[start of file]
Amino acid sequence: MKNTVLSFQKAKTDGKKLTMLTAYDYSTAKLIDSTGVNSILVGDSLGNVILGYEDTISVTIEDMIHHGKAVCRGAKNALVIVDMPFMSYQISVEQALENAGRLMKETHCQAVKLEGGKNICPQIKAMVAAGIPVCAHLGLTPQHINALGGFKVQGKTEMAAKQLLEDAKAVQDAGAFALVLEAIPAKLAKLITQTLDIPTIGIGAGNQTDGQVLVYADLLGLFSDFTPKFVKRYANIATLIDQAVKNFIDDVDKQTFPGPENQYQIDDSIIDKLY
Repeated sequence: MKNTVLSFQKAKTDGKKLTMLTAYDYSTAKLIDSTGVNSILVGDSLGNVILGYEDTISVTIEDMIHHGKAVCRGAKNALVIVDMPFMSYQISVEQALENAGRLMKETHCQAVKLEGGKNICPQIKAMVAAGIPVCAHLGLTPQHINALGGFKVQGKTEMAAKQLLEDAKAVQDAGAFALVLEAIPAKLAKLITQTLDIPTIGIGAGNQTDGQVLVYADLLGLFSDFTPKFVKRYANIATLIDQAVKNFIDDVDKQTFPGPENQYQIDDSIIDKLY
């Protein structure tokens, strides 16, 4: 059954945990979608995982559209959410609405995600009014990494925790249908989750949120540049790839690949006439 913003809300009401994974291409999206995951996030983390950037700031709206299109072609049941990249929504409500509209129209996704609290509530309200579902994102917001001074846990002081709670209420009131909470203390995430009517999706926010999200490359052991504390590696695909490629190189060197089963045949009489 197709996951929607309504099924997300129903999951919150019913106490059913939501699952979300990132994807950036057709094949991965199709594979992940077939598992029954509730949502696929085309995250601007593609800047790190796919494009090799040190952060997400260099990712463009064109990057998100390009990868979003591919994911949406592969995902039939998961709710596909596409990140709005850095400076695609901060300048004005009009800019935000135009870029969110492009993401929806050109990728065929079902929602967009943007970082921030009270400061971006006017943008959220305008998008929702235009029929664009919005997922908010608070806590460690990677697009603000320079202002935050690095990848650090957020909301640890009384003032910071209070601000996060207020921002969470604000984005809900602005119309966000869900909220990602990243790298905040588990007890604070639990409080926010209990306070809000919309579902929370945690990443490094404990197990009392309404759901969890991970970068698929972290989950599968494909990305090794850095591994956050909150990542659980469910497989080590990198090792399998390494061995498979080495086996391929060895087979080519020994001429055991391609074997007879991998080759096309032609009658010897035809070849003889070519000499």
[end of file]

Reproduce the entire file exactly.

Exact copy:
Amino acid sequence: MKNTVLSFQKAKTDGKKLTMLTAYDYSTAKLIDSTGVNSILVGDSLGNVILGYEDTISVTIEDMIHHGKAVCRGAKNALVIVDMPFMSYQISVEQALENAGRLMKETHCQAVKLEGGKNICPQIKAMVAAGIPVCAHLGLTPQHINALGGFKVQGKTEMAAKQLLEDAKAVQDAGAFALVLEAIPAKLAKLITQTLDIPTIGIGAGNQTDGQVLVYADLLGLFSDFTPKFVKRYANIATLIDQAVKNFIDDVDKQTFPGPENQYQIDDSIIDKLY
Repeated sequence: MKNTVLSFQKAKTDGKKLTMLTAYDYSTAKLIDSTGVNSILVGDSLGNVILGYEDTISVTIEDMIHHGKAVCRGAKNALVIVDMPFMSYQISVEQALENAGRLMKETHCQAVKLEGGKNICPQIKAMVAAGIPVCAHLGLTPQHINALGGFKVQGKTEMAAKQLLEDAKAVQDAGAFALVLEAIPAKLAKLITQTLDIPTIGIGAGNQTDGQVLVYADLLGLFSDFTPKFVKRYANIATLIDQAVKNFIDDVDKQTFPGPENQYQIDDSIIDKLY
């Protein structure tokens, strides 16, 4: 059954945990979608995982559209959410609405995600009014990494925790249908989750949120540049790839690949006439 913003809300009401994974291409999206995951996030983390950037700031709206299109072609049941990249929504409500509209129209996704609290509530309200579902994102917001001074846990002081709670209420009131909470203390995430009517999706926010999200490359052991504390590696695909490629190189060197089963045949009489 197709996951929607309504099924997300129903999951919150019913106490059913939501699952979300990132994807950036057709094949991965199709594979992940077939598992029954509730949502696929085309995250601007593609800047790190796919494009090799040190952060997400260099990712463009064109990057998100390009990868979003591919994911949406592969995902039939998961709710596909596409990140709005850095400076695609901060300048004005009009800019935000135009870029969110492009993401929806050109990728065929079902929602967009943007970082921030009270400061971006006017943008959220305008998008929702235009029929664009919005997922908010608070806590460690990677697009603000320079202002935050690095990848650090957020909301640890009384003032910071209070601000996060207020921002969470604000984005809900602005119309966000869900909220990602990243790298905040588990007890604070639990409080926010209990306070809000919309579902929370945690990443490094404990197990009392309404759901969890991970970068698929972290989950599968494909990305090794850095591994956050909150990542659980469910497989080590990198090792399998390494061995498979080495086996391929060895087979080519020994001429055991391609074997007879991998080759096309032609009658010897035809070849003889070519000499």